Hemispheres together: towards understanding the Mars dichotomy

    Chapter 16. Forging the Mars crustal-dichotomy: the giant impact hypothesis
    Robert I. Citron

    Chapter 17. Endogenic origin of the Martian hemispheric dichotomy?
    James Roberts

Product details

  • No. of pages: 554
  • Language: English
  • Copyright: © Elsevier 2021
  • Published: May 23, 2021
  • Imprint: Elsevier
  • Paperback ISBN: 9780128202456
  • eBook ISBN: 9780128202463

About the Editors

Richard Soare

Richard Soare is a physical geographer specializing in periglacial (cold-climate, non-glacial landscapes). Through the last twenty years he has spent considerable time off-planet, intellectually, i.e. identifying landscapes on Mars present or past possibly molded by the freeze-thaw cycling of water. His work spans the red planet geographically, ranging from the plains of Utopia Planitia in the northern hemisphere and the Moreux impact-crater at the Mars dichotomy through to the Argyre impact-crater in the southern hemisphere. Recently, he co-edited Dynamic Mars: Recent and Current Landscape Evolution on the red planet and a special issue of Icarus: Current and Recent Landscape Evolution on Mars.

Affiliations and Expertise

Professor, Department of Geography, Dawson College, Canada

Susan Conway

Susan Conway is a CNRS research scientist in Nantes, France, having graduated with a PhD in planetary science from the Open University (United Kingdom) in 2010. She is chair of the International Association for Geomorphologists (IAG) Planetary Geomorphology Working Group, and has run the Planetary Geomorphology session at the European Geoscience Union since 2011. She is lead editor for a collection of papers on Martian gullies and their Earth analogues, based on the workshop she organized at the Geological Society of London in June 2016 and is co-editor on a collection of papers entitled "Frontiers in Geomorphometry". She is a team member on the High Resolution Imaging Science Experiment (HiRISE) instrument on NASA's Mars Reconnaissance Orbiter and Guest Investigator on the ESA Trace Gas Orbiter mission to Mars, specifically focused on the CaSSIS camera and NOMAD/ACS spectrometer instruments. She is on the author list of 35 peer-reviewed papers concerning the geomorphology of Earth, Mars, Mercury, the Moon and the asteroid Vesta. Her work is concentrated around glacial, periglacial and fluvial landforms on Mars, encompassing field, remote sensing and laboratory simulation data, with a specialty in analysis of 3D terrain data.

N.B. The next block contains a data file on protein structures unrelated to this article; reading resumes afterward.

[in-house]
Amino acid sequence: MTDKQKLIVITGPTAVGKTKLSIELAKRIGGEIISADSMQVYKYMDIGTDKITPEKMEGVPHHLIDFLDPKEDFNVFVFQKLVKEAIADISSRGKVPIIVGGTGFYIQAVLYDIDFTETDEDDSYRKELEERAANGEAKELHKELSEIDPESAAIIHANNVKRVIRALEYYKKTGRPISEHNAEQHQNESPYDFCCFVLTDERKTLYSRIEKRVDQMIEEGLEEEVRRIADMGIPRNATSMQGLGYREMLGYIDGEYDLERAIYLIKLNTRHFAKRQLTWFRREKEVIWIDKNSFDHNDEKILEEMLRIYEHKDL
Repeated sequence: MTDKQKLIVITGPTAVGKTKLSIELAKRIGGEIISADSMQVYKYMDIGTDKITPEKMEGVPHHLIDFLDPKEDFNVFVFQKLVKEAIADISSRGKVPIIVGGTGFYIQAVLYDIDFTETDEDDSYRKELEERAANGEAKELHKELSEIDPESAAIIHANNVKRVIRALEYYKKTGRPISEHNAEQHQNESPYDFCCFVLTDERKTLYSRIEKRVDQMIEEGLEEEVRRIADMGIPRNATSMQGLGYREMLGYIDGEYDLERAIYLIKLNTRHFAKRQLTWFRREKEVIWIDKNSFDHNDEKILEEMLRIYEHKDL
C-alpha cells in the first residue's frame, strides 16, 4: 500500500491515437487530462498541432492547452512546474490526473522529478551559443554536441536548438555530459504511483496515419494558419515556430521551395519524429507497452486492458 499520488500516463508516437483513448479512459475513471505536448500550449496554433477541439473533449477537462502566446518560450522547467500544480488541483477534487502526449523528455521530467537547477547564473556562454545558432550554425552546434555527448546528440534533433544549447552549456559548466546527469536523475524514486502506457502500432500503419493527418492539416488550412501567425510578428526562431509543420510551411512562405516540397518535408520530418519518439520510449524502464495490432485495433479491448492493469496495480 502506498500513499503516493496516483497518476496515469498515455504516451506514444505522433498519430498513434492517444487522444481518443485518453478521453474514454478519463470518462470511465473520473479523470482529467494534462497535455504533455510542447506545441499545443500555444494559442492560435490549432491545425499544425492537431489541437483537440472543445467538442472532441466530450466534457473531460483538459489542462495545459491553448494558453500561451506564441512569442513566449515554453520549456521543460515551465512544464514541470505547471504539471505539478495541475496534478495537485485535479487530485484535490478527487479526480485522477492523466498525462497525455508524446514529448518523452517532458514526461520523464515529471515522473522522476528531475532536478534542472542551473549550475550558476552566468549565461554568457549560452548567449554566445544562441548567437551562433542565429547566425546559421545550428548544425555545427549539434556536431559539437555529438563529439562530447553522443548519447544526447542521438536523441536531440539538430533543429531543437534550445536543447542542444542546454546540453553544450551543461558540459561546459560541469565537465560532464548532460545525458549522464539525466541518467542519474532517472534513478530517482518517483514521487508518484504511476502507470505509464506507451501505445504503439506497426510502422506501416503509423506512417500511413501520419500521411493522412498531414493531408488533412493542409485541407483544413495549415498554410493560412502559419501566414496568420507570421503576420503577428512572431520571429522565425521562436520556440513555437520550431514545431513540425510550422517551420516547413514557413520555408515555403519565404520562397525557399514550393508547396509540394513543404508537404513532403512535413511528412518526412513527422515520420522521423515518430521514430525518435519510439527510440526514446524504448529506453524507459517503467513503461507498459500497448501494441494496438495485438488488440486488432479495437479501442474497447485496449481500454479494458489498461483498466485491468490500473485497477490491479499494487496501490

Affiliations and Expertise

CNRS Researcher, CNRS UMR 6112 Laboratoire de Planetologie et Geodynamique, Universite de Nantes, France

Jean-Pierre Williams

Jean-Pierre Williams is a researcher at the University of California in Los Angeles (UCLA). He received his PhD in Geophysics and Space Physics from UCLA and was a research scientist at the California Institute of Technology before returning to UCLA. His work focuses on the geology and physics of the inner planets. He is the author/co-author of over 50 peer-reviewed publications and is currently the Deputy-PI of the Diviner Lunar Radiometer Experiment on the Lunar Reconnaissance Orbiter.

Affiliations and Expertise

Researcher, University of California in Los Angeles (UCLA), USA

Dorothy Oehler

Dorothy Oehler is a planetary geologist and Precambrian paleontologist seeking ways to identify biosignatures of potential, past life on Mars and predict optimal locations in which to search for biosignatures. She obtained her Ph.D. from the University of California at Los Angeles (UCLA), then spent several years in petroleum research focusing on methane in the subsurface of the Earth. She now applies that background to investigations of methane on Mars. Dr. Oehler spent the years from 2003 to 2016 at Johnson Space Center and was a member of the 1st Mars Science Laboratory (Curiosity Rover) Science Team. Currently, she continues her work on methane on Mars, earliest life on Earth, and potential biosignatures on Mars. In 2012, Dr. Oehler was named Distinguished Alumna from the Department of Earth, Planetary, and Space Sciences at UCLA.

Affiliations and Expertise

Senior Scientist, Planetary Science Institute, Tucson, Arizona, USA